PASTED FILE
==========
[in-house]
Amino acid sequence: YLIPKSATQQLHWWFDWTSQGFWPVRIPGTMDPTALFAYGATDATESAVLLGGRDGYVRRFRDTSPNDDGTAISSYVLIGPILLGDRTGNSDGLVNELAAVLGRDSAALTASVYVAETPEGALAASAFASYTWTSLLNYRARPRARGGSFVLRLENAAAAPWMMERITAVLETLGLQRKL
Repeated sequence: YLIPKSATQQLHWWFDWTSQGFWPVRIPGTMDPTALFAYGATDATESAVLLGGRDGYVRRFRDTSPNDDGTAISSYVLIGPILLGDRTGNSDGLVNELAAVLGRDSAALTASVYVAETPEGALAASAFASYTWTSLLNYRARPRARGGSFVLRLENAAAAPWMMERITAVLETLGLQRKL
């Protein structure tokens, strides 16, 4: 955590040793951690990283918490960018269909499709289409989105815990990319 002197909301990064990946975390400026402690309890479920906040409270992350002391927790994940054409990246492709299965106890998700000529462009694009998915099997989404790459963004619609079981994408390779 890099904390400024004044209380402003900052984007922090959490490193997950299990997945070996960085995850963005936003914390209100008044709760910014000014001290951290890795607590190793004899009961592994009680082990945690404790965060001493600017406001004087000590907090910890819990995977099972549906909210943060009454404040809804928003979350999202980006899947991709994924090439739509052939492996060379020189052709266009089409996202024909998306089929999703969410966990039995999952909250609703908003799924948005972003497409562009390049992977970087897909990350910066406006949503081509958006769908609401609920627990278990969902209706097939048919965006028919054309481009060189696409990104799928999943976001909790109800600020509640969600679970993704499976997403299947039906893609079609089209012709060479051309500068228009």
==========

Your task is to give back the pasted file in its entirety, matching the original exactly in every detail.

[in-house]
Amino acid sequence: YLIPKSATQQLHWWFDWTSQGFWPVRIPGTMDPTALFAYGATDATESAVLLGGRDGYVRRFRDTSPNDDGTAISSYVLIGPILLGDRTGNSDGLVNELAAVLGRDSAALTASVYVAETPEGALAASAFASYTWTSLLNYRARPRARGGSFVLRLENAAAAPWMMERITAVLETLGLQRKL
Repeated sequence: YLIPKSATQQLHWWFDWTSQGFWPVRIPGTMDPTALFAYGATDATESAVLLGGRDGYVRRFRDTSPNDDGTAISSYVLIGPILLGDRTGNSDGLVNELAAVLGRDSAALTASVYVAETPEGALAASAFASYTWTSLLNYRARPRARGGSFVLRLENAAAAPWMMERITAVLETLGLQRKL
């Protein structure tokens, strides 16, 4: 955590040793951690990283918490960018269909499709289409989105815990990319 002197909301990064990946975390400026402690309890479920906040409270992350002391927790994940054409990246492709299965106890998700000529462009694009998915099997989404790459963004619609079981994408390779 890099904390400024004044209380402003900052984007922090959490490193997950299990997945070996960085995850963005936003914390209100008044709760910014000014001290951290890795607590190793004899009961592994009680082990945690404790965060001493600017406001004087000590907090910890819990995977099972549906909210943060009454404040809804928003979350999202980006899947991709994924090439739509052939492996060379020189052709266009089409996202024909998306089929999703969410966990039995999952909250609703908003799924948005972003497409562009390049992977970087897909990350910066406006949503081509958006769908609401609920627990278990969902209706097939048919965006028919054309481009060189696409990104799928999943976001909790109800600020509640969600679970993704499976997403299947039906893609079609089209012709060479051309500068228009």